Mitigating circumstances & crime

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Poverty could mitigate crime, even murder: SC

From the archives of The Times of India 2007, 2009 2010

Dhananjay Mahapatra | TNN

New Delhi: The law is supposed to be enforced uniformly, and without sorting the guilty on the basis of their economic and social background. On Monday, however, the Supreme Court said that economic status of a murder convict needs to be taken into account to determine whether he should be awarded death penalty or life sentence, even in respect of offences falling in the “rarest of rare” category.

In an order that is sure to spark a debate, the court said poor background of the accused should — along with old age and years spent behind bars while awaiting death sentence — be considered as mitigating factors when courts ponder whether life sentence should be used in an otherwise fit case for death penalty.

The order was passed by a Bench comprising Justices P Sathasivam and H L Dattu while hearing an appeal against death penalty awarded by the trial court and subsequently upheld by the Allahabad high court to two members of a gang of bandits convicted for killing four people in December 1995.

The Bench noted that apart from being old, the convicts had been in custody since 1996 and death penalty had hung over their heads since 2005, when the trial court gave its verdict.

Honour killings to be distinct offence

The UPA government is readying an amendment to the Indian Penal Code to make honour killings a ‘‘distinct offence’’ so that deterrent punishment can be handed out to khap panchayats that order death penalty for young couples who marry defying caste barriers. The bill will look at distinguishing honour killings from ordinary murders by widening its definition under Section 302. P 14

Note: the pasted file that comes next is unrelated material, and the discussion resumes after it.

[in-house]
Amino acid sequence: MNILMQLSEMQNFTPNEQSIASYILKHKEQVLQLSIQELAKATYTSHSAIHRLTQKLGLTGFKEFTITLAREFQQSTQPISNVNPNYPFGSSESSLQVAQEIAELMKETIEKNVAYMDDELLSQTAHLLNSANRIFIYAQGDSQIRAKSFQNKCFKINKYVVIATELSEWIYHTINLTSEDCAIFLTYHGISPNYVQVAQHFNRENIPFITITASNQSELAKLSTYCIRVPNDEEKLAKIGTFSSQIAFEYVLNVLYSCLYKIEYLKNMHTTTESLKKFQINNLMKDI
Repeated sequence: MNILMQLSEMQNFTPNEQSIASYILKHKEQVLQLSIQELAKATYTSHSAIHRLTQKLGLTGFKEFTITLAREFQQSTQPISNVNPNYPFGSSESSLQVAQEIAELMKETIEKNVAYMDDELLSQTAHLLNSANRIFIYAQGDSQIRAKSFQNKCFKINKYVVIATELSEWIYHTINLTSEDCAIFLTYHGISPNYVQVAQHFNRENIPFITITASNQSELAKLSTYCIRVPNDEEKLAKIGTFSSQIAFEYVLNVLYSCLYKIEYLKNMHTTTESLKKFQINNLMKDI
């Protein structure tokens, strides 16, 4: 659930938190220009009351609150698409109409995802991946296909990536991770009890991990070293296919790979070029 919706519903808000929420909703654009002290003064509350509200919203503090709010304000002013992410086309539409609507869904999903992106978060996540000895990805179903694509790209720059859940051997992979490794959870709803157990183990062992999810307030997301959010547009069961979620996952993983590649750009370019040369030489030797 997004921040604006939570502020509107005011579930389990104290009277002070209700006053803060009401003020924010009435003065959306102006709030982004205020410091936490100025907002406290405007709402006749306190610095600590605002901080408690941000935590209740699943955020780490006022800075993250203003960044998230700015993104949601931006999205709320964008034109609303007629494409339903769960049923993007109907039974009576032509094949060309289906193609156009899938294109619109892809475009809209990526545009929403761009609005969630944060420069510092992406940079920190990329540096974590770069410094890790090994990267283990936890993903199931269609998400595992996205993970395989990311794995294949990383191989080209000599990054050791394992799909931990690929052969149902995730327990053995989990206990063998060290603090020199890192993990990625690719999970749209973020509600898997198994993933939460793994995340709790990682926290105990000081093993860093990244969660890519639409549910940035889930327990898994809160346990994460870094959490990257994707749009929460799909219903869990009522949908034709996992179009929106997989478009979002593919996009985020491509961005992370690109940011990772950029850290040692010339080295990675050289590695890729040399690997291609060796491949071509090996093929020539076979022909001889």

‘Poor criminals likely to reform’

New Delhi: The Supreme Court on Monday considered poverty as a mitigating factor while handing out the verdict on two bandits awarded death penalty by lower courts. “The convicts (Mulla and Guddu) belong to an extremely poor background. One thing which is clear to us is that they have committed these crimes for want of money. Though we are shocked by their deeds, we find no reason why they cannot be reformed over a period of time,” a Bench comprising Justices P Sathasivam and H L Dattu said.

Courts have always treated old age and the duration of incarceration as attenuating considerations while settling ‘life sentence or death penalty’ question, but it is the first time that the apex court has introduced affluence or lack of it in play.

Justice Sathasivam, writing the judgment for the Bench, stressed that the SC was not suggesting that economic deprivation could be a justification for moral depravity as shown by the two convicts. But he also said that “we certainly recognise that in the real world, such factors may lead a person to crime”.

“Therefore, we believe, socio-economic factors might not dilute guilt, but they may amount to mitigating circumstances. Socio-economic factors lead us to another related mitigating factor, that is, the ability of the guilty to reform,” the Bench said.

The court also seemed to suggest that since poor commit crimes because of compulsion, they are more likely to mend. “It may not be misplaced to note that a criminal who commits crimes due to his economic backwardness is most likely to reform. This court on many previous occasions has held that this ability to reform amounts to a mitigating factor in cases of death penalty,” it said.

While substituting the death sentence awarded to Mulla and Guddu to life imprisonment, the Bench said, “The punishment of life sentence in this case must extend to their full life, subject to any remission by the government for good reason.”

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